Many websites serve users from around the world. There are different approaches to serving content appropriate to your users' language and/or region. Last year, we launched support for explicit annotations for web pages rendering the same content with different language templates.
Today we're going further with our support for multilingual content with improved handling for these two scenarios:
  • Multiregional websites using substantially the same content. Example: English webpages for Australia, Canada and USA, differing only in price
  • Multiregional websites using fully translated content, or substantially different monolingual content targeting different regions. Example: a product webpage in German, English and French

Specifying language and location

We've expanded our support of the rel="alternate" hreflang link element to handle content that is translated or provided for multiple geographic regions. The hreflang attribute can specify the language, optionally the country, and URLs of equivalent content. By specifying these alternate URLs, our goal is to be able to consolidate signals for these pages, and to serve the appropriate URL to users in search. Alternative URLs can be on the same site or on another domain.

Annotating pages as substantially similar content

Optionally, for pages that have substantially the same content in the same language and are targeted at multiple countries, you may use the rel="canonical" link element to specify your preferred version. We’ll use that signal to focus on that version in search, while showing the local URLs to users where appropriate. For example, you could use this if you have the same product page in German, but want to target it separately to users searching on the Google properties for Germany, Austria, and Switzerland.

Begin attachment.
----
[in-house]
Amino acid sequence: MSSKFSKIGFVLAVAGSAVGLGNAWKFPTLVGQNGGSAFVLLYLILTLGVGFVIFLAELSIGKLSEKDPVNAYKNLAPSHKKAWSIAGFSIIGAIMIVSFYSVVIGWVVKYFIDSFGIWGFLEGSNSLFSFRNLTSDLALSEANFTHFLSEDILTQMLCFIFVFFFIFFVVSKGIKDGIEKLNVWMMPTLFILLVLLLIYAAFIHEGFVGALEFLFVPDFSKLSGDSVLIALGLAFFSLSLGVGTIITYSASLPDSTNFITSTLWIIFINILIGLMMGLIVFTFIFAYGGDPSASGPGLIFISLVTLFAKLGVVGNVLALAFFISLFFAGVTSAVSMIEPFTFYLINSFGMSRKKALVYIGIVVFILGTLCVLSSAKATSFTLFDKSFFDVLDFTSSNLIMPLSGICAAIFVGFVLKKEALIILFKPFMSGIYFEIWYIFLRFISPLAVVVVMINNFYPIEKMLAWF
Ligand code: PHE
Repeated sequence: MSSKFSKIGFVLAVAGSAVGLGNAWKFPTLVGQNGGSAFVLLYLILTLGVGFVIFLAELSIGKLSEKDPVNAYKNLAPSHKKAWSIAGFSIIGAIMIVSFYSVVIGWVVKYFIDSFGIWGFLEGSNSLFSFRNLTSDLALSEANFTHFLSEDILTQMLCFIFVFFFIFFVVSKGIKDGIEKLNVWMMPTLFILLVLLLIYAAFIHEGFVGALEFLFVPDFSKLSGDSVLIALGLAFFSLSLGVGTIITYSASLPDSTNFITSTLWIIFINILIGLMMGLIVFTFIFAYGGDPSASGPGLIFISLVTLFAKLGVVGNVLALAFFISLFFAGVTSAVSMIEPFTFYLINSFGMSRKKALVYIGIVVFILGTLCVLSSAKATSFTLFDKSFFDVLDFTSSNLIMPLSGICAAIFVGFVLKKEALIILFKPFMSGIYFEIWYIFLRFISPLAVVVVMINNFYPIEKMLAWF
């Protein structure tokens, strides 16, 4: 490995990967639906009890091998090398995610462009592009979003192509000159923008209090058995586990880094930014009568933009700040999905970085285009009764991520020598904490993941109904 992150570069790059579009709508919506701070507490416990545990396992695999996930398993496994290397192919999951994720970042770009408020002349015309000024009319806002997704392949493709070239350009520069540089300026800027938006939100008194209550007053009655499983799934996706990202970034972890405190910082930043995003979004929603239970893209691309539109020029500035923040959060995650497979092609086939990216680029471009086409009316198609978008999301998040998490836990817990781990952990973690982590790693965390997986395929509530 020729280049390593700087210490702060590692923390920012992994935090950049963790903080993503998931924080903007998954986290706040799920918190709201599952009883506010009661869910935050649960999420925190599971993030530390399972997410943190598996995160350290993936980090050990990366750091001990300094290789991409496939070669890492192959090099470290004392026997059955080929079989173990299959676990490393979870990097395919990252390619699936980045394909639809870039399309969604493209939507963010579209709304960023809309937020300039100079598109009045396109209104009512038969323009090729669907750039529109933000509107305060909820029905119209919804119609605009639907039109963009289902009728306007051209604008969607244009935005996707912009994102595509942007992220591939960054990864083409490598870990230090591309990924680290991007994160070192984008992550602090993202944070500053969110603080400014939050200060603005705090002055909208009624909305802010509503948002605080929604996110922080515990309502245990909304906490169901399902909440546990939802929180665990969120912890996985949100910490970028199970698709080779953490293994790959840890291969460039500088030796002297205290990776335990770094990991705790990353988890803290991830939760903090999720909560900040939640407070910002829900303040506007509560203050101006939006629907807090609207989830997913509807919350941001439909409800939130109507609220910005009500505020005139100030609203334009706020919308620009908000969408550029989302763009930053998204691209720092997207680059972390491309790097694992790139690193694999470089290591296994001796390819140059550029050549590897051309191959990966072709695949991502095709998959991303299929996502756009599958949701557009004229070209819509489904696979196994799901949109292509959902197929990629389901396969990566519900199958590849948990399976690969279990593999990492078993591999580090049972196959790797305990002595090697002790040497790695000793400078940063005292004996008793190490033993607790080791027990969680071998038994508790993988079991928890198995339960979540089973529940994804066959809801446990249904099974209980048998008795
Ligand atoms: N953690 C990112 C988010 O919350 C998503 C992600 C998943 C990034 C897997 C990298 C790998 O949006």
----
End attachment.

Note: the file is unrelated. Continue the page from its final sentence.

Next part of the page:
Update: to simplify implementation, we no longer recommend using rel=canonical.

Example usage

To explain how it works, let’s look at some example URLs:
  • http://www.example.com/ - contains the general homepage of a website, in Spanish
  • http://es-es.example.com/ - is the version for users in Spain, in Spanish
  • http://es-mx.example.com/ - is the version for users in Mexico, in Spanish
  • http://en.example.com/ - is the generic English language version
On all of these pages, we could use the following markup to specify language and optionally the region:

<link rel="alternate" hreflang="es" href="http://www.example.com/" />
<link rel="alternate" hreflang="es-ES" href="http://es-es.example.com/" />
<link rel="alternate" hreflang="es-MX" href="http://es-mx.example.com/" /> 
<link rel="alternate" hreflang="en" href="http://en.example.com/" />

If you specify a regional subtag, we’ll assume that you want to target that region.
Keep in mind that all of these annotations are to be used on a per-URL basis. You should take care to use the specific URL, not the homepage, for both of these link elements.

More help

As always, if you need more help correctly implementing multiregional and multilingual websites, please see our Help Center article about this topic, or ask in our Webmaster Help Forum.